The arrest of Baazi.com CEO, last year, highlighted that the liability of the network service provider (NSP) also has to addressed.
 
'Section 79 of the act which deals with liability of NSP must be amended as it makes the act very all-encompassing in its nature,' added Parikh.
 
Most security analysts and lawyers believe that the Act in its current avatar is draconian and arbitrary which will also be addressed.
 
The law defines the powers of the police which specifies that there can be arrest without a warrant.

 
 

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Security: New mantra for revised Act

The committee on amendments to the Information Technology Act 2000 is expected to include a data protection clause, besides recommending changes to the liability of network service providers.
The committee on amendments to the is expected to include a data protection clause, besides recommending changes to the liability of network service providers.
 
"We have suggested that employees who have access to privileged information must come under the purview of the Act," said Nasscom president Kiran Karnik, who is also a member of the committee.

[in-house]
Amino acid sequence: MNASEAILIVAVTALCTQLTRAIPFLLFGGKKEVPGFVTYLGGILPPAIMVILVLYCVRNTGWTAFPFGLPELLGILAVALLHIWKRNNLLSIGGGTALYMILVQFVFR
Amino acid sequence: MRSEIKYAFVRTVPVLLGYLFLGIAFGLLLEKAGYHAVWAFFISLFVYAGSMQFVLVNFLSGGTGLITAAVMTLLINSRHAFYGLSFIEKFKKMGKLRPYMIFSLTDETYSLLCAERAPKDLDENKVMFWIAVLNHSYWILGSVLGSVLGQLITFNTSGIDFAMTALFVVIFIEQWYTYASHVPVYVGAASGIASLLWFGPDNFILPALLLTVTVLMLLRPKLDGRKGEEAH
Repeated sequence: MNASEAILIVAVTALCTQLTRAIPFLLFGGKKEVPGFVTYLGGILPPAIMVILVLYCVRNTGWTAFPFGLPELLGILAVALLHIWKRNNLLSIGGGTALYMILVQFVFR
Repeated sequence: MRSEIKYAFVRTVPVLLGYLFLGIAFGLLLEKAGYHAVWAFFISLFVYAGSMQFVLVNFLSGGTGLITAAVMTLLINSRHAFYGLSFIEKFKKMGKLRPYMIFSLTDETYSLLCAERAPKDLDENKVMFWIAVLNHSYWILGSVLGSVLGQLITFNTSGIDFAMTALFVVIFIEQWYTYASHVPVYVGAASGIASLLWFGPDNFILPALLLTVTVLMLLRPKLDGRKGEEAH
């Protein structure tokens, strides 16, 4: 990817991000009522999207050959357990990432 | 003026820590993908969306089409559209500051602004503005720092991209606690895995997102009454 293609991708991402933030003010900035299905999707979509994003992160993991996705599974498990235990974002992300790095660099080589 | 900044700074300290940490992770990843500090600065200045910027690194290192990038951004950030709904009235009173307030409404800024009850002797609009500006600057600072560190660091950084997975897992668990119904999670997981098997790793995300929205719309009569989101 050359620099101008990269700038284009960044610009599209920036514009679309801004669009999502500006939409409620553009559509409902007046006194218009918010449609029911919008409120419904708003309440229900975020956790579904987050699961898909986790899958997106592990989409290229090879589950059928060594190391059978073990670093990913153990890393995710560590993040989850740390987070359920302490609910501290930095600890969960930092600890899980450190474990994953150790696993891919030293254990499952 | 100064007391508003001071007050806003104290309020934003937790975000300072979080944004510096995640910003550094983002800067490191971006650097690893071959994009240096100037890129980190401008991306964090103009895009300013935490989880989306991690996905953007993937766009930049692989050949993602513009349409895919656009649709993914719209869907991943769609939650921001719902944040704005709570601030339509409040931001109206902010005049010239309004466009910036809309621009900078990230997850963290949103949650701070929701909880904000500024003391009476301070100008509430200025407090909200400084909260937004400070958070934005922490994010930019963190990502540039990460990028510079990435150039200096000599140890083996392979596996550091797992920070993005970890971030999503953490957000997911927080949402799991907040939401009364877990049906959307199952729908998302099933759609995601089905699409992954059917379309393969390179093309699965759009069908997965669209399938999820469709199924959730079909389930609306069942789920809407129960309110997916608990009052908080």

The committee was set up in January this year to review the provisions of the IT Act and is expected to submit its recommendations this week.
 
At present, the Act only covers government and enforcement employees who have disclosed information accessed by them.
 
The recommendations on data protection may not be modelled on the framework in the US and UK, as both have exclusive laws dealing with the issue.
 
The much-talked about data theft by and arrest of Baazi.com CEO would mean that issues of data protection and liability of the network service providers will be part of the recommendations that the committee will make.
 
"Data protection and liability of network service providers seem to be the most pressing issues which the committee will address,"said Pawan Duggal, an expert in cyber laws.
 
The law, originally enacted to facilitate e-commerce and the use of digital signatures, currently has no provisions for privacy and protection of data owned by foreigners.